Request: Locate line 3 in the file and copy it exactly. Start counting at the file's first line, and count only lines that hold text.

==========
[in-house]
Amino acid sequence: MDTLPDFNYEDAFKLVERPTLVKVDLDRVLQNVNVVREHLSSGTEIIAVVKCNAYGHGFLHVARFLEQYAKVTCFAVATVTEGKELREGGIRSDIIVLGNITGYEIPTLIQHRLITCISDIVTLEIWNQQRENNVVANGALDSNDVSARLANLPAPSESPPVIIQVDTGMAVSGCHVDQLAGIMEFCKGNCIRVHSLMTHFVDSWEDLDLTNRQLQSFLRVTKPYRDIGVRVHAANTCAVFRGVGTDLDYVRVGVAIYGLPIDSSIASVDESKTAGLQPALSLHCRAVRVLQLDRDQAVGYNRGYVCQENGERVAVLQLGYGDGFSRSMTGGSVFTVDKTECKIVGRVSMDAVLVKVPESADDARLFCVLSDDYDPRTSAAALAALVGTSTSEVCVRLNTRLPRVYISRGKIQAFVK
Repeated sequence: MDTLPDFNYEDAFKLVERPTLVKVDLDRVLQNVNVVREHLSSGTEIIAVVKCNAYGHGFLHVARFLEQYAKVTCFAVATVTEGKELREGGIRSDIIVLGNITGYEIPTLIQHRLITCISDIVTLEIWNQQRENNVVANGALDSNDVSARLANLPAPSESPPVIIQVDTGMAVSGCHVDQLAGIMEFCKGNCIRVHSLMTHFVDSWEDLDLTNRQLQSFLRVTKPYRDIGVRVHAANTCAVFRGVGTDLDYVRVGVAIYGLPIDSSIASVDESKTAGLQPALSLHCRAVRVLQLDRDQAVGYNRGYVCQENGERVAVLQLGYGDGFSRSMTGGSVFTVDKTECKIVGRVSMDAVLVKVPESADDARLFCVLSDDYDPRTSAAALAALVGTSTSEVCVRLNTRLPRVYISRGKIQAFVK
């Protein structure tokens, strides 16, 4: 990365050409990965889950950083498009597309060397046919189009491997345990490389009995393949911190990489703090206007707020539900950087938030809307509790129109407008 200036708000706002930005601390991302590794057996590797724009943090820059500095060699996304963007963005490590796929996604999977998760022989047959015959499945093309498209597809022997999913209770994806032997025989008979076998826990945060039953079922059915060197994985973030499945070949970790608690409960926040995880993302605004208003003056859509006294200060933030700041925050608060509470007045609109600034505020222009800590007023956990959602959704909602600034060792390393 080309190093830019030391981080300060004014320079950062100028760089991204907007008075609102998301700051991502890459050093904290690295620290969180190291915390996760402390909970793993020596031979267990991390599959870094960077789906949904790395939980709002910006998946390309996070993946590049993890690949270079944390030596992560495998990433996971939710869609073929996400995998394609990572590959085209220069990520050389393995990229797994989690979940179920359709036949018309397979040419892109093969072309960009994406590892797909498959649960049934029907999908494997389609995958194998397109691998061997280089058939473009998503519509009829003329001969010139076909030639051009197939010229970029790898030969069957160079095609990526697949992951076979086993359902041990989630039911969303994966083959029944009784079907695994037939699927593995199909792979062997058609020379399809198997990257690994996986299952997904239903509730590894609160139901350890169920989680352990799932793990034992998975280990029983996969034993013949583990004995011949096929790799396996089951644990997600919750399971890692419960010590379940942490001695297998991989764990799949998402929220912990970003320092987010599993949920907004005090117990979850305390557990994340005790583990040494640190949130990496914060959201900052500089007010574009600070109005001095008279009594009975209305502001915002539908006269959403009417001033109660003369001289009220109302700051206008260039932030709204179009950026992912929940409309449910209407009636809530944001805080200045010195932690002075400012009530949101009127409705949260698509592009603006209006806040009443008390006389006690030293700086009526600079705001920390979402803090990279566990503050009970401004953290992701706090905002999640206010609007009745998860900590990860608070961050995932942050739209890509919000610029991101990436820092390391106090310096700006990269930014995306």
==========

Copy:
Repeated sequence: MDTLPDFNYEDAFKLVERPTLVKVDLDRVLQNVNVVREHLSSGTEIIAVVKCNAYGHGFLHVARFLEQYAKVTCFAVATVTEGKELREGGIRSDIIVLGNITGYEIPTLIQHRLITCISDIVTLEIWNQQRENNVVANGALDSNDVSARLANLPAPSESPPVIIQVDTGMAVSGCHVDQLAGIMEFCKGNCIRVHSLMTHFVDSWEDLDLTNRQLQSFLRVTKPYRDIGVRVHAANTCAVFRGVGTDLDYVRVGVAIYGLPIDSSIASVDESKTAGLQPALSLHCRAVRVLQLDRDQAVGYNRGYVCQENGERVAVLQLGYGDGFSRSMTGGSVFTVDKTECKIVGRVSMDAVLVKVPESADDARLFCVLSDDYDPRTSAAALAALVGTSTSEVCVRLNTRLPRVYISRGKIQAFVK